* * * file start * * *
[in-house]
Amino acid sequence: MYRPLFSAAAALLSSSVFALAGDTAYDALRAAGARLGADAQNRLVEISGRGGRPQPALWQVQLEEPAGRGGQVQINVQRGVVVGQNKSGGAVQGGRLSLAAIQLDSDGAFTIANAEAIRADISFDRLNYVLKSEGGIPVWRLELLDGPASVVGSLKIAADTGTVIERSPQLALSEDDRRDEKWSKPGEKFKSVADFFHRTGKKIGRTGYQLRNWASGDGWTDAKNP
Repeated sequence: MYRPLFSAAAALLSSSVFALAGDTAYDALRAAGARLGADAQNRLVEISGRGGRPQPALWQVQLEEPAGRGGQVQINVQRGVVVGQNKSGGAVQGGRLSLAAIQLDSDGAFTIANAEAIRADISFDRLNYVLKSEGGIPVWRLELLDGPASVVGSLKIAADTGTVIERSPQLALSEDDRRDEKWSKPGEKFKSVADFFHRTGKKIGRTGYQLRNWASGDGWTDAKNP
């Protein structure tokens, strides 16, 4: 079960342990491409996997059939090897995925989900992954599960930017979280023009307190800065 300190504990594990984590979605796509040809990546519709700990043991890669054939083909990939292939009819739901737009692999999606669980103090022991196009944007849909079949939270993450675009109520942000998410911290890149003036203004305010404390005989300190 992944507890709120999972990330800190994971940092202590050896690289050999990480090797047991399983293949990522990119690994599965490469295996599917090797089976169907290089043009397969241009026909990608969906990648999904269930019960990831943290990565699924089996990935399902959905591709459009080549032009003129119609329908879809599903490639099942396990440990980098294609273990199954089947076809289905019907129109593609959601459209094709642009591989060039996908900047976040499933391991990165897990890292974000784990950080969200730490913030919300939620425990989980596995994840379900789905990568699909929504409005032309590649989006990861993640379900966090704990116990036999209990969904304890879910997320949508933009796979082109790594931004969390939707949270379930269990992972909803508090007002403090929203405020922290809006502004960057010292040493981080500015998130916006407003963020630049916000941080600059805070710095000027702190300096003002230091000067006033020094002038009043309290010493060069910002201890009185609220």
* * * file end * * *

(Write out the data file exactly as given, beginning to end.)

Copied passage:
[in-house]
Amino acid sequence: MYRPLFSAAAALLSSSVFALAGDTAYDALRAAGARLGADAQNRLVEISGRGGRPQPALWQVQLEEPAGRGGQVQINVQRGVVVGQNKSGGAVQGGRLSLAAIQLDSDGAFTIANAEAIRADISFDRLNYVLKSEGGIPVWRLELLDGPASVVGSLKIAADTGTVIERSPQLALSEDDRRDEKWSKPGEKFKSVADFFHRTGKKIGRTGYQLRNWASGDGWTDAKNP
Repeated sequence: MYRPLFSAAAALLSSSVFALAGDTAYDALRAAGARLGADAQNRLVEISGRGGRPQPALWQVQLEEPAGRGGQVQINVQRGVVVGQNKSGGAVQGGRLSLAAIQLDSDGAFTIANAEAIRADISFDRLNYVLKSEGGIPVWRLELLDGPASVVGSLKIAADTGTVIERSPQLALSEDDRRDEKWSKPGEKFKSVADFFHRTGKKIGRTGYQLRNWASGDGWTDAKNP
């Protein structure tokens, strides 16, 4: 079960342990491409996997059939090897995925989900992954599960930017979280023009307190800065 300190504990594990984590979605796509040809990546519709700990043991890669054939083909990939292939009819739901737009692999999606669980103090022991196009944007849909079949939270993450675009109520942000998410911290890149003036203004305010404390005989300190 992944507890709120999972990330800190994971940092202590050896690289050999990480090797047991399983293949990522990119690994599965490469295996599917090797089976169907290089043009397969241009026909990608969906990648999904269930019960990831943290990565699924089996990935399902959905591709459009080549032009003129119609329908879809599903490639099942396990440990980098294609273990199954089947076809289905019907129109593609959601459209094709642009591989060039996908900047976040499933391991990165897990890292974000784990950080969200730490913030919300939620425990989980596995994840379900789905990568699909929504409005032309590649989006990861993640379900966090704990116990036999209990969904304890879910997320949508933009796979082109790594931004969390939707949270379930269990992972909803508090007002403090929203405020922290809006502004960057010292040493981080500015998130916006407003963020630049916000941080600059805070710095000027702190300096003002230091000067006033020094002038009043309290010493060069910002201890009185609220």